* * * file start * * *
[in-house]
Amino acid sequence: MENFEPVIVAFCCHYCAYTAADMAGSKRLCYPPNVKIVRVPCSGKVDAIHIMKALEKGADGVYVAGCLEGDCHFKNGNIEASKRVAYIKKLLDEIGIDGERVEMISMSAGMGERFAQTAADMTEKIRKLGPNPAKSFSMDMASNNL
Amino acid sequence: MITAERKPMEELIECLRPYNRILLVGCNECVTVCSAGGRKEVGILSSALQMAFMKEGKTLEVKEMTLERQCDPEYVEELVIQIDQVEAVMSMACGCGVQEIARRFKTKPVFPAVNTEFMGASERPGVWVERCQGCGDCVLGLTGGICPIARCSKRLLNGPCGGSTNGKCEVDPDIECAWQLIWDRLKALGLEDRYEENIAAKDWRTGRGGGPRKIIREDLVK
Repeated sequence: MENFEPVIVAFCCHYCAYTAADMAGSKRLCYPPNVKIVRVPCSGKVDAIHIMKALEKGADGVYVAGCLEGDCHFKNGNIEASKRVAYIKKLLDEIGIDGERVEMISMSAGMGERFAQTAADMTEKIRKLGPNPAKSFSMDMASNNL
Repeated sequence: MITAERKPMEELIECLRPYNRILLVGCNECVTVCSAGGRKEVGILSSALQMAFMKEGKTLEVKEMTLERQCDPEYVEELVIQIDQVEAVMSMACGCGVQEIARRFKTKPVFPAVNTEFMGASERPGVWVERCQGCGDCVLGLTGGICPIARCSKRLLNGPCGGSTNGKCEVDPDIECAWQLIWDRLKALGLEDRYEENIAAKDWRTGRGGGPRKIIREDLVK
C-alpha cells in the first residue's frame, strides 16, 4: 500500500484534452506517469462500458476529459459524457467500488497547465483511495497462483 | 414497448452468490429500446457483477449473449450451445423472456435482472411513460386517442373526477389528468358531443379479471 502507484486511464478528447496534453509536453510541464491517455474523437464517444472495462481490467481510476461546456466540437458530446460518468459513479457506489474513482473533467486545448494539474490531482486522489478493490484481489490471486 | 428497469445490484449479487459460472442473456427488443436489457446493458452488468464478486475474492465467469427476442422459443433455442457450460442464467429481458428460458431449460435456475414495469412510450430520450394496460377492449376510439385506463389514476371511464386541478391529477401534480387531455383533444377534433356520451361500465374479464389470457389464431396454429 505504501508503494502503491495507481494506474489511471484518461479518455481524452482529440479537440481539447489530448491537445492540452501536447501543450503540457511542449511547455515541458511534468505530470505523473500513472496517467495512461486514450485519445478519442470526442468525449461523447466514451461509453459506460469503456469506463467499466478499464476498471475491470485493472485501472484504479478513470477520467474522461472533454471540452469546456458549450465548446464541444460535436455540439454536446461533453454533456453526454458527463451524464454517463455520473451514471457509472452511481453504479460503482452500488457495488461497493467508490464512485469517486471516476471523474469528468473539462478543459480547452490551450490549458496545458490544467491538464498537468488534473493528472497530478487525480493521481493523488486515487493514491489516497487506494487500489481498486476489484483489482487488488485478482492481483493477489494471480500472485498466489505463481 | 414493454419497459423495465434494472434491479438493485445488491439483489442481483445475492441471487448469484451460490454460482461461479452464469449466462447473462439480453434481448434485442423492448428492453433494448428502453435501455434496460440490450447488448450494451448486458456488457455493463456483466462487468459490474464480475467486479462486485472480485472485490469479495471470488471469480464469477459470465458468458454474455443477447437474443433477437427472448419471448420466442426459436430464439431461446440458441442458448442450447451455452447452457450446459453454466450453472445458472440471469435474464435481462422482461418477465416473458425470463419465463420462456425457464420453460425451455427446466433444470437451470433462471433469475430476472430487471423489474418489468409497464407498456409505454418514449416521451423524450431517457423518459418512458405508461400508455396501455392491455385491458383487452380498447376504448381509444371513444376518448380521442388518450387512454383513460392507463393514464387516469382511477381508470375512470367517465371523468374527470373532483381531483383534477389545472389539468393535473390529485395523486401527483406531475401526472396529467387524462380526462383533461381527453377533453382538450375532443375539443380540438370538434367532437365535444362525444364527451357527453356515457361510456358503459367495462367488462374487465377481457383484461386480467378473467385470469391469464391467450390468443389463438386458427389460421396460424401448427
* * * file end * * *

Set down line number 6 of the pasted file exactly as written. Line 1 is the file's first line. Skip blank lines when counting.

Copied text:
C-alpha cells in the first residue's frame, strides 16, 4: 500500500484534452506517469462500458476529459459524457467500488497547465483511495497462483 | 414497448452468490429500446457483477449473449450451445423472456435482472411513460386517442373526477389528468358531443379479471 502507484486511464478528447496534453509536453510541464491517455474523437464517444472495462481490467481510476461546456466540437458530446460518468459513479457506489474513482473533467486545448494539474490531482486522489478493490484481489490471486 | 428497469445490484449479487459460472442473456427488443436489457446493458452488468464478486475474492465467469427476442422459443433455442457450460442464467429481458428460458431449460435456475414495469412510450430520450394496460377492449376510439385506463389514476371511464386541478391529477401534480387531455383533444377534433356520451361500465374479464389470457389464431396454429 505504501508503494502503491495507481494506474489511471484518461479518455481524452482529440479537440481539447489530448491537445492540452501536447501543450503540457511542449511547455515541458511534468505530470505523473500513472496517467495512461486514450485519445478519442470526442468525449461523447466514451461509453459506460469503456469506463467499466478499464476498471475491470485493472485501472484504479478513470477520467474522461472533454471540452469546456458549450465548446464541444460535436455540439454536446461533453454533456453526454458527463451524464454517463455520473451514471457509472452511481453504479460503482452500488457495488461497493467508490464512485469517486471516476471523474469528468473539462478543459480547452490551450490549458496545458490544467491538464498537468488534473493528472497530478487525480493521481493523488486515487493514491489516497487506494487500489481498486476489484483489482487488488485478482492481483493477489494471480500472485498466489505463481 | 414493454419497459423495465434494472434491479438493485445488491439483489442481483445475492441471487448469484451460490454460482461461479452464469449466462447473462439480453434481448434485442423492448428492453433494448428502453435501455434496460440490450447488448450494451448486458456488457455493463456483466462487468459490474464480475467486479462486485472480485472485490469479495471470488471469480464469477459470465458468458454474455443477447437474443433477437427472448419471448420466442426459436430464439431461446440458441442458448442450447451455452447452457450446459453454466450453472445458472440471469435474464435481462422482461418477465416473458425470463419465463420462456425457464420453460425451455427446466433444470437451470433462471433469475430476472430487471423489474418489468409497464407498456409505454418514449416521451423524450431517457423518459418512458405508461400508455396501455392491455385491458383487452380498447376504448381509444371513444376518448380521442388518450387512454383513460392507463393514464387516469382511477381508470375512470367517465371523468374527470373532483381531483383534477389545472389539468393535473390529485395523486401527483406531475401526472396529467387524462380526462383533461381527453377533453382538450375532443375539443380540438370538434367532437365535444362525444364527451357527453356515457361510456358503459367495462367488462374487465377481457383484461386480467378473467385470469391469464391467450390468443389463438386458427389460421396460424401448427